After spending the better part of two years assessing the effect of autism spectrum disorder statewide, the University of Delaware Center for Disabilities Studies recently released a plan to synchronize support for autism patients and improve services.
"The objective of the project was really to identify the service needs and gaps," said University of Delaware Program Coordinator Annalisa Ekbladh. "We wanted to bring together stakeholders from across the state and from all agencies to develop a strategic plan that would address the increased needs for the future."
Autism spectrum disorder has been classified as an urgent public health concern by the Centers for Disease Control, and as a result, the University of Delaware received a grant from the federal Health Resources and Services Administration to develop a comprehensive community assessment known as the Blueprint for Collective Action based on its research.
To develop data in order to plan services to accommodate individuals and families affected by autism, the university worked closely with focus groups in each county, sent out surveys and hosted a summit of stakeholders as well as informal meetings.
The blueprint documents a wide range of stakeholders, including adult self-advocates, children and families, caretakers and members of the medical, primary, secondary and higher education communities, all of whom were called upon for continued participation to identify needs and services in need of improvement.
As the number of autism patients has grown – nearly tripling in special education programs over the last eight years according to the blueprint – services and supports have been scattered across many agencies, with little cross-communication or coordination among them.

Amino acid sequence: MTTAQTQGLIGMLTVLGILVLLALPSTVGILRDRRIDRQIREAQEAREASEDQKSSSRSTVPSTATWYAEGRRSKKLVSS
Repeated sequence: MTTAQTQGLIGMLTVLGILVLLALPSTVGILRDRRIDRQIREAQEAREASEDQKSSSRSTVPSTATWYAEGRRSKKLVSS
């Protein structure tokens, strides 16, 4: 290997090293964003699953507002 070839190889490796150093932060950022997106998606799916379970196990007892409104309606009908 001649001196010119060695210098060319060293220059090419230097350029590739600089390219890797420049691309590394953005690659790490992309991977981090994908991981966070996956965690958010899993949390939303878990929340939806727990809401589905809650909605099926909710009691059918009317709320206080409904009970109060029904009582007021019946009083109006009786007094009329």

The study found Sussex County has the largest rate of students diagnosed with autism relative to the population of special education in public schools. Statewide, 6.9 percent, or 1,208 students enrolled in special education programs were diagnosed with autism spectrum disorder.
Teresa Avery, executive director of Autism Delaware, said the blueprint has already had value in quantifying the need for services.
What's really special about this project, Avery said, is the cooperation between agencies, which will be a factor to ensure this public health issue will be addressed in a cohesive manner.
"The most important part is the breadth of the collaboration," she said. "I think its unique, and it makes the blueprint uniquely strong in that more voices are part of the conversation."
For more information about autism spectrum disorder, go to www.autismdelaware.org or call the Milton office of Autism Delaware at 302-644-3410.
Blueprint identifies needs
These are five areas identified by the Blueprint for Collective Action as being in need of improvement with the following proposed outcomes.
• Identification, diagnosis and evaluation: Calling for a document, table or flow chart and consensus between the medical and education communities as well as more standardized protocols and skill development to make appropriate referrals.
• Training and technical assistance: Include availability of the same evidence-based practices, regardless of a student's placement. Similar, high-quality training for adult-based services with a call for ongoing professional development of teachers, para-educators and administrators.
• Pre-professional training: This should reflect advanced preparation and certification for teachers. Medical residency and allied health service training programs with initiatives for identification, treatments and service delivery to patients with ASD are also included in this category.
• Increased self-determination, self-advocacy and social network development: Promote access to resources for individuals and their families in order to make informed choices. Students and others without disabilities would also be educated in avenues to support relationship development with peers who have ASD.
• Increased support for a successful transition into adult life: Should include appropriate outcome-oriented planning for individuals in addition to more post-secondary and college programs for youth with ASD.